The placement for Parliament House is a statement which speaks about its heritage of power. The building sits on Spring street in Melbourne, on the highest point in the Melbourne street grid, while also sitting atop a plinth of steps, again raising it above the street and enabling it to gaze over the City of Melbourne, and at the time of its completion, over the whole of Australia. Its size is immense, far beyond human scale, demonstrating the power of the sovereign. The very size of the building, not in terms of its verticality, but is solid built form relegates any viewer to a position of being a subject to such built mass; therefore subjugating and excluding the people, demonstrating power over the masses, rather than a relationship to them. Each element of this structure, its placement, its design, and its philosophical heritage and lineage of an exhibition of power separates it from the people ‘below’ it, raises it above the street, and further away from the original meaning of a parliament, creating a concrete demonstration of the exclusion of the people from parliamentary processes. 7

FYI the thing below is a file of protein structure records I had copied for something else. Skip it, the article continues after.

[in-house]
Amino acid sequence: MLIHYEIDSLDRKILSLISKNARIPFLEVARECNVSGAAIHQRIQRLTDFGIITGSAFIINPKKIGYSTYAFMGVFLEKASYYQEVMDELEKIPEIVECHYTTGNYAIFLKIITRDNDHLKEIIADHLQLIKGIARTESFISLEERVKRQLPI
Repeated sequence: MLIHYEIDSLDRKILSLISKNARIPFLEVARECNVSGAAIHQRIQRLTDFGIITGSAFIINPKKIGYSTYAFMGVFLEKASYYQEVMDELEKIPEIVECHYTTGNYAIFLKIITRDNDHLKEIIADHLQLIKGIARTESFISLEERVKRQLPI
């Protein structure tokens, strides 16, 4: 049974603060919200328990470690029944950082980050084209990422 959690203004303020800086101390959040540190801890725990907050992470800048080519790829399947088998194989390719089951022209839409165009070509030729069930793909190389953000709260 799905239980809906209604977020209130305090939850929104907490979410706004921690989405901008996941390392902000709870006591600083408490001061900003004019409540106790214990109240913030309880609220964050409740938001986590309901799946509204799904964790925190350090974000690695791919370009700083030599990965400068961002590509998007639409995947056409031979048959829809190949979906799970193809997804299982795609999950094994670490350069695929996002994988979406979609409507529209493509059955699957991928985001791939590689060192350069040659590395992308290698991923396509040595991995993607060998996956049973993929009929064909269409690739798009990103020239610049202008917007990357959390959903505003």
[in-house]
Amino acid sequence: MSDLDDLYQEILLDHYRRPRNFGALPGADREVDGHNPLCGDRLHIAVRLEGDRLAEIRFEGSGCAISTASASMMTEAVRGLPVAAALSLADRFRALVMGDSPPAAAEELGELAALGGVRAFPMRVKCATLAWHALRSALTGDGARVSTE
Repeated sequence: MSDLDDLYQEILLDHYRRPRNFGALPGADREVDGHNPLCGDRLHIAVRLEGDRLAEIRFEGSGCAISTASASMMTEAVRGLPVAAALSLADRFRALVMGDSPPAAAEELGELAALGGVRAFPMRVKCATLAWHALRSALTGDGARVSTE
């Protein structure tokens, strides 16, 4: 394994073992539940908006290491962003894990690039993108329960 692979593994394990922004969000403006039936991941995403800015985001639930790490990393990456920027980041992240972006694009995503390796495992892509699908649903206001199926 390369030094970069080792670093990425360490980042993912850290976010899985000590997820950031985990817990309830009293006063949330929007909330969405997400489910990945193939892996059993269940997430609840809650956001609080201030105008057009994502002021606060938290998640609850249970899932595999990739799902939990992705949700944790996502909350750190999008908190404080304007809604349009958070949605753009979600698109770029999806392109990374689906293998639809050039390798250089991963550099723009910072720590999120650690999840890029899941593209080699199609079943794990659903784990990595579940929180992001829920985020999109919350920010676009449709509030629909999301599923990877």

James Warden. “Parliament, Democracy and Political Identity in Australia” p1 Papers on Parliament No. 25 June 1995